Cambridgeshire and Peterborough Combined Authority told to reconsider budget

Julie Howell, Rod Cantrill, James Palmer Image copyright Terry Harris
Image caption James Palmer was elected as the first mayor for Cambridgeshire and Peterborough in May

A new devolved authority has been ordered to review its estimated budget after it rose by £500,000.

Cambridgeshire and Peterborough Combined Authority (CPCC), set up this year, originally estimated annual running costs of about £1.3m.

But the authority's scrutiny committee voted against approving it, with one member asking if recruitment plans were "written on the back of a bus ticket".

CPCC said a reason for the rise was that a new authority was being created.

The authority, created under government devolution plans, intends to employ 15 staff, including newly-created housing, skills and transport director roles all on annual salaries above £100,000.

After Wednesday's decision by the scrutiny committee, the process of recruiting any new staff cannot begin until CPCC has reconsidered its budget, the deadline for which is 31 August.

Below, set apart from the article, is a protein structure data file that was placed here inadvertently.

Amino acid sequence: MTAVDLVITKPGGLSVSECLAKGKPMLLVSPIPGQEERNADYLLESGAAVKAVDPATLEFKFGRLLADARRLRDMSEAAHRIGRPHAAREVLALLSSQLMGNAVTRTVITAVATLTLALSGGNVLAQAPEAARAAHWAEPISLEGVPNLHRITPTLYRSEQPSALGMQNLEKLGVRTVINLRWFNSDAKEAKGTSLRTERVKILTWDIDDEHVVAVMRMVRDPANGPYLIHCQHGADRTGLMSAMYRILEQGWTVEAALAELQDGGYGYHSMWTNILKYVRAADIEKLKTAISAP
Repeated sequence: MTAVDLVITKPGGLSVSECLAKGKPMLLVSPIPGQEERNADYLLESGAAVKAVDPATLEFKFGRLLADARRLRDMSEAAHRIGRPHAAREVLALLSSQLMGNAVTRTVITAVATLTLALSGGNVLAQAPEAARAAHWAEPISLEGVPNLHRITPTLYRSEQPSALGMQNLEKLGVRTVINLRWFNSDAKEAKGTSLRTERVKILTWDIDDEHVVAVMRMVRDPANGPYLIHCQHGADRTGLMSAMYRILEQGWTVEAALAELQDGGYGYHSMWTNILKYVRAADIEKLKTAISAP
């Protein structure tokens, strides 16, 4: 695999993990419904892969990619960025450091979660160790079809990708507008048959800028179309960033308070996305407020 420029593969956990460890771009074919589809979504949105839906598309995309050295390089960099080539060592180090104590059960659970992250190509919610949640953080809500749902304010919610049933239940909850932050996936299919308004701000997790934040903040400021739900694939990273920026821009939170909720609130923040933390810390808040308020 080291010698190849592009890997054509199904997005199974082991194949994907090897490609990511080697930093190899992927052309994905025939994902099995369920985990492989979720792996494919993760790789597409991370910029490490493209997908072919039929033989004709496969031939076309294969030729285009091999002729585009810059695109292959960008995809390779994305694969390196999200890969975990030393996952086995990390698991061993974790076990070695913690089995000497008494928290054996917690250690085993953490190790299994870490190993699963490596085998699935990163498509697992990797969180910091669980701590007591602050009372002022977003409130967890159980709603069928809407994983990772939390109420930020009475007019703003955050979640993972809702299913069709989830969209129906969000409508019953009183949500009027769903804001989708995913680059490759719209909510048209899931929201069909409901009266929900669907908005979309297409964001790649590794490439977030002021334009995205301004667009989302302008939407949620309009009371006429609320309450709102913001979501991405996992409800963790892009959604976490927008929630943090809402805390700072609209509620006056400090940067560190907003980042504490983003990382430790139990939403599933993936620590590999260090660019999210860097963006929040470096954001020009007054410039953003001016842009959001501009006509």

Labour Cambridge city councillor Dave Baigent, a member of the scrutiny committee, asked of the new jobs: "Were these ideas written down on the back of a bus ticket? Were they discussed with councillors in advance?"

Lucy Nethsinga, a Liberal Democrat county councillor, said she had concerns over how these jobs overlapped with those in county and district councils.

CPCC chief executive Martin Whiteley said: "We, with 15 staff, will be substantially smaller than any other devolved authority in the country.

"I don't envisage us creating a big shiny office. We'll be looking to work flexibly across council offices."

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